Here’s a reason no one calls cats “[hu]man’s best friend”: their poop may be toxic to us. And they deposit approximately 1.2 million tons of it into the environment each year. Researchers at Johns Hopkins are doing the heroic work of, uh, digging deeper into the problem of Toxoplasma gondii, a parasite that’s found in feline feces, and that can cause serious health problems.
The people most at risk for Toxoplasma are pregnant women and those with already-compromised immune systems. The parasite has been linked to brain infections and loss of cognitive function, and has been posed as a medical explanation for Crazy Cat Lady Syndrome (not an officially recognized disease).
The good news is, most pet owners don’t have anything to worry about. The real problem we need to address, say the researchers, is the United States’ population of feral cats, which may number as many as 60 million.
Are you cheerful? Great! You’re less likely to have a heart attack! Are you gloomy? Well, this news will probably just make you more so. According to recent research out of Johns Hopkins, people who tend toward optimism are significantly less likely to have a heart attack or sudden cardiac death.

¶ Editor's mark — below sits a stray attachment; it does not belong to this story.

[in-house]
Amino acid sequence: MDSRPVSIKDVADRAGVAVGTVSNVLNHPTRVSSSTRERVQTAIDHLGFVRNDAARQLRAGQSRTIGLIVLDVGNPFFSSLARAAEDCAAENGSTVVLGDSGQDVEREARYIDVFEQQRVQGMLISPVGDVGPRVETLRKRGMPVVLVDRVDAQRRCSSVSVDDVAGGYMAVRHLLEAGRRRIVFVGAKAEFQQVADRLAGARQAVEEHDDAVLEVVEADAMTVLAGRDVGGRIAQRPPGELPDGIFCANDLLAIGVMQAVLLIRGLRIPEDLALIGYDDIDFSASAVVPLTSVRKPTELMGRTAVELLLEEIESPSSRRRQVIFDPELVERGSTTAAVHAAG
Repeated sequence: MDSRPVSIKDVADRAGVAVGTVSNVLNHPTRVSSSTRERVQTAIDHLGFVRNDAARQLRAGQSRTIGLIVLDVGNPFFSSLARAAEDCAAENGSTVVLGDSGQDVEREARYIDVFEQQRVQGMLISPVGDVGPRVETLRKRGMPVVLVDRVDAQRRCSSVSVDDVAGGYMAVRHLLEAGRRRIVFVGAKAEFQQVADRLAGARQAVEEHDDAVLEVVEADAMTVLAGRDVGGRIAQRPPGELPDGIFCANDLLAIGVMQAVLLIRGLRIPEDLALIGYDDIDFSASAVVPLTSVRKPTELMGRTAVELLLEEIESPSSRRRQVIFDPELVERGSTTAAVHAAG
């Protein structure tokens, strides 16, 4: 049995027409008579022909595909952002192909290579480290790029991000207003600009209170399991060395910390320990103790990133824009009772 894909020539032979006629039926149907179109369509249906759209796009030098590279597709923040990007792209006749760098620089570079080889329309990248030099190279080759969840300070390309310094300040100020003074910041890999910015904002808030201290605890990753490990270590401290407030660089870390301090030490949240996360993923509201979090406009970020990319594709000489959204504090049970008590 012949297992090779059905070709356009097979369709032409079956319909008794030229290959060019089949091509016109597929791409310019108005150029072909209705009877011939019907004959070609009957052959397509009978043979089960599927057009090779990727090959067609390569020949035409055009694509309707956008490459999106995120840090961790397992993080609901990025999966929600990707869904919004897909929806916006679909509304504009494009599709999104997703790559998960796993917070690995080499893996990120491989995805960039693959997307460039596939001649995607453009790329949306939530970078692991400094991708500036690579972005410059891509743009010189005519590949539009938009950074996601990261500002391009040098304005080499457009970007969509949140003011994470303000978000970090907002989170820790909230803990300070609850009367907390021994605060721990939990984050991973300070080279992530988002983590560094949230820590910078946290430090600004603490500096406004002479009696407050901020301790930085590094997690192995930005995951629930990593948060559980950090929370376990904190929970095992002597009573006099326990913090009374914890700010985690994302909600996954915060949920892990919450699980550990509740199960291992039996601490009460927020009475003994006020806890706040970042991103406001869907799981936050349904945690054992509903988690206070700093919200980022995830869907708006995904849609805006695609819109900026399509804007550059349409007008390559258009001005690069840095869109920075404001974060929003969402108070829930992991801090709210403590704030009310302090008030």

Doctors have long known that depression and anxiety take a toll on the heart. But most of those studies have centered on people with psychiatric diagnoses, and didn’t focus on your garden-variety optimist/pessimist divide. Which, it turns out, is significant: “If you are by nature a cheerful person and look on the bright side of things, you are more likely to be protected from cardiac events,” study leader Lisa R. Yanek, an assistant professor at the Johns Hopkins University School of Medicine, says. “A happier temperament has an actual effect on disease and you may be healthier as a result.”
Just how much of a positive effect did a positive attitude have? A sense of well-being was associated with a one-third reduction in coronary events. For people at higher risk (due to genetic disposition or weight or being a smoker), a positive attitude had an even greater effect: nearly a 50 percent reduction.
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